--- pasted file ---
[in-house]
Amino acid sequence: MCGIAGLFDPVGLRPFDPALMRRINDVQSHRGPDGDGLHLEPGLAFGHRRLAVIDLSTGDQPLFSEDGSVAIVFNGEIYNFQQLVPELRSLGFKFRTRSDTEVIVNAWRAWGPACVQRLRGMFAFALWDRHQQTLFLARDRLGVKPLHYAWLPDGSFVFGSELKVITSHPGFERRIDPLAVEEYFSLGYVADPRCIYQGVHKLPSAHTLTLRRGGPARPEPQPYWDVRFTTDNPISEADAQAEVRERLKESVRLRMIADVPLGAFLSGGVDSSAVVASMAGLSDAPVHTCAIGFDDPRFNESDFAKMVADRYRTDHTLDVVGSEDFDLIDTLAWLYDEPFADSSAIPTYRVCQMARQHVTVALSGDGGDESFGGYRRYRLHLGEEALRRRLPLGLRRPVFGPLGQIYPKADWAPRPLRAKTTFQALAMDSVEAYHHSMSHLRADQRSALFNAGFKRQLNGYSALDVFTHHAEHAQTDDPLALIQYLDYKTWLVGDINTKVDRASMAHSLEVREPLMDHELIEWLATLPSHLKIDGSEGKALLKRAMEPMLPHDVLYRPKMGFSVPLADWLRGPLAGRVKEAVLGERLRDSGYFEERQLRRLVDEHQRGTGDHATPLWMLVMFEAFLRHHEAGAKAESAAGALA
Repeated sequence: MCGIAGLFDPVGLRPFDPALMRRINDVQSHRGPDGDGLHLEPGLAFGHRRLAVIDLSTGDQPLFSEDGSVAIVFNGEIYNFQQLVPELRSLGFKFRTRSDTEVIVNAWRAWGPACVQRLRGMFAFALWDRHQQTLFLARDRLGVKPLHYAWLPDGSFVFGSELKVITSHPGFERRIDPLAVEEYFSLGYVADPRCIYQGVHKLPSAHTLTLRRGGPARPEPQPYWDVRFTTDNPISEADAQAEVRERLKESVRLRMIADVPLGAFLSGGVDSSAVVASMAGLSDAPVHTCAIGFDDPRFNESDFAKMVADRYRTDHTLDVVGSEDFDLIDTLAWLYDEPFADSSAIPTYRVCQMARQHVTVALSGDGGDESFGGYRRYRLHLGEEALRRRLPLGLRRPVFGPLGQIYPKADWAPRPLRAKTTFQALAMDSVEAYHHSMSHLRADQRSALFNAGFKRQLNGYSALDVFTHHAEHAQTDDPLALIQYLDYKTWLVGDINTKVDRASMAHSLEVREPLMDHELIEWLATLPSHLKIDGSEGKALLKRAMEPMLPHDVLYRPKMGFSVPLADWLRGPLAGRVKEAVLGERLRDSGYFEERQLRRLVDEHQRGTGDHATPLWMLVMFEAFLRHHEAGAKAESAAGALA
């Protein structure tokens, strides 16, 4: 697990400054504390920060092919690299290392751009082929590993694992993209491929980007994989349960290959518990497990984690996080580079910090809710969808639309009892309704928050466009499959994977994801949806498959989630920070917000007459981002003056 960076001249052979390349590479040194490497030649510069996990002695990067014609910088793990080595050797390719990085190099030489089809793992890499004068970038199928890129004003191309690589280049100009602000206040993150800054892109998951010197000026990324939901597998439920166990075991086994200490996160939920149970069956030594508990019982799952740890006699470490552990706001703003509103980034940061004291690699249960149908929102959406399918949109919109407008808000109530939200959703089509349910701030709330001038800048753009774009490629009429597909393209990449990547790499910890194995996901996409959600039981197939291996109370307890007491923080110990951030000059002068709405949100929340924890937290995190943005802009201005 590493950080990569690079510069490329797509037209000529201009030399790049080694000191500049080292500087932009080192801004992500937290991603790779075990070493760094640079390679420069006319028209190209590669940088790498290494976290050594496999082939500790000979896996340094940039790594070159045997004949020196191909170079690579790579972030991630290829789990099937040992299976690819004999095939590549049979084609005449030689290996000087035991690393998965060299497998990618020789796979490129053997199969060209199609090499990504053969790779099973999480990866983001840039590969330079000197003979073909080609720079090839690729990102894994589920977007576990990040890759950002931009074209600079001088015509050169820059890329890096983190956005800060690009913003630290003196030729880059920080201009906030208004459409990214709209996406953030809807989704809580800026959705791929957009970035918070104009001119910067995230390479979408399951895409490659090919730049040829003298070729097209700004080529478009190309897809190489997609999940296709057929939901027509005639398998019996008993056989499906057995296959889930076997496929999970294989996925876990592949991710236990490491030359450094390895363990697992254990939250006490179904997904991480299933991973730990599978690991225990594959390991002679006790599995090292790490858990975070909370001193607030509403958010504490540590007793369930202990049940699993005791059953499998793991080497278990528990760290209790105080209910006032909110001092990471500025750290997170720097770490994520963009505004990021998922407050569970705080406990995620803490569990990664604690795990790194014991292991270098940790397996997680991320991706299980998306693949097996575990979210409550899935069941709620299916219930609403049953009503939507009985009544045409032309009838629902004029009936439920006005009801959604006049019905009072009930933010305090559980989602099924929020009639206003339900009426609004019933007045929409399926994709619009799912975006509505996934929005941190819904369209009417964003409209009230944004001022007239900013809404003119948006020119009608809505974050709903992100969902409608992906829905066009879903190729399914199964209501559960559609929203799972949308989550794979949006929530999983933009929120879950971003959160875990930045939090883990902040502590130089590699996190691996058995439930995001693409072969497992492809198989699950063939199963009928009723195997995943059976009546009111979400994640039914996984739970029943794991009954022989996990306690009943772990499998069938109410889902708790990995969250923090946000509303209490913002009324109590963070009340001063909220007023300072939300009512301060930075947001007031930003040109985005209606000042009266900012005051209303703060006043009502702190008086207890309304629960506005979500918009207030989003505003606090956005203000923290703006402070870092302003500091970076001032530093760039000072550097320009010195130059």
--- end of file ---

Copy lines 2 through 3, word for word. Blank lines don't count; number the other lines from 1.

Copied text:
Amino acid sequence: MCGIAGLFDPVGLRPFDPALMRRINDVQSHRGPDGDGLHLEPGLAFGHRRLAVIDLSTGDQPLFSEDGSVAIVFNGEIYNFQQLVPELRSLGFKFRTRSDTEVIVNAWRAWGPACVQRLRGMFAFALWDRHQQTLFLARDRLGVKPLHYAWLPDGSFVFGSELKVITSHPGFERRIDPLAVEEYFSLGYVADPRCIYQGVHKLPSAHTLTLRRGGPARPEPQPYWDVRFTTDNPISEADAQAEVRERLKESVRLRMIADVPLGAFLSGGVDSSAVVASMAGLSDAPVHTCAIGFDDPRFNESDFAKMVADRYRTDHTLDVVGSEDFDLIDTLAWLYDEPFADSSAIPTYRVCQMARQHVTVALSGDGGDESFGGYRRYRLHLGEEALRRRLPLGLRRPVFGPLGQIYPKADWAPRPLRAKTTFQALAMDSVEAYHHSMSHLRADQRSALFNAGFKRQLNGYSALDVFTHHAEHAQTDDPLALIQYLDYKTWLVGDINTKVDRASMAHSLEVREPLMDHELIEWLATLPSHLKIDGSEGKALLKRAMEPMLPHDVLYRPKMGFSVPLADWLRGPLAGRVKEAVLGERLRDSGYFEERQLRRLVDEHQRGTGDHATPLWMLVMFEAFLRHHEAGAKAESAAGALA
Repeated sequence: MCGIAGLFDPVGLRPFDPALMRRINDVQSHRGPDGDGLHLEPGLAFGHRRLAVIDLSTGDQPLFSEDGSVAIVFNGEIYNFQQLVPELRSLGFKFRTRSDTEVIVNAWRAWGPACVQRLRGMFAFALWDRHQQTLFLARDRLGVKPLHYAWLPDGSFVFGSELKVITSHPGFERRIDPLAVEEYFSLGYVADPRCIYQGVHKLPSAHTLTLRRGGPARPEPQPYWDVRFTTDNPISEADAQAEVRERLKESVRLRMIADVPLGAFLSGGVDSSAVVASMAGLSDAPVHTCAIGFDDPRFNESDFAKMVADRYRTDHTLDVVGSEDFDLIDTLAWLYDEPFADSSAIPTYRVCQMARQHVTVALSGDGGDESFGGYRRYRLHLGEEALRRRLPLGLRRPVFGPLGQIYPKADWAPRPLRAKTTFQALAMDSVEAYHHSMSHLRADQRSALFNAGFKRQLNGYSALDVFTHHAEHAQTDDPLALIQYLDYKTWLVGDINTKVDRASMAHSLEVREPLMDHELIEWLATLPSHLKIDGSEGKALLKRAMEPMLPHDVLYRPKMGFSVPLADWLRGPLAGRVKEAVLGERLRDSGYFEERQLRRLVDEHQRGTGDHATPLWMLVMFEAFLRHHEAGAKAESAAGALA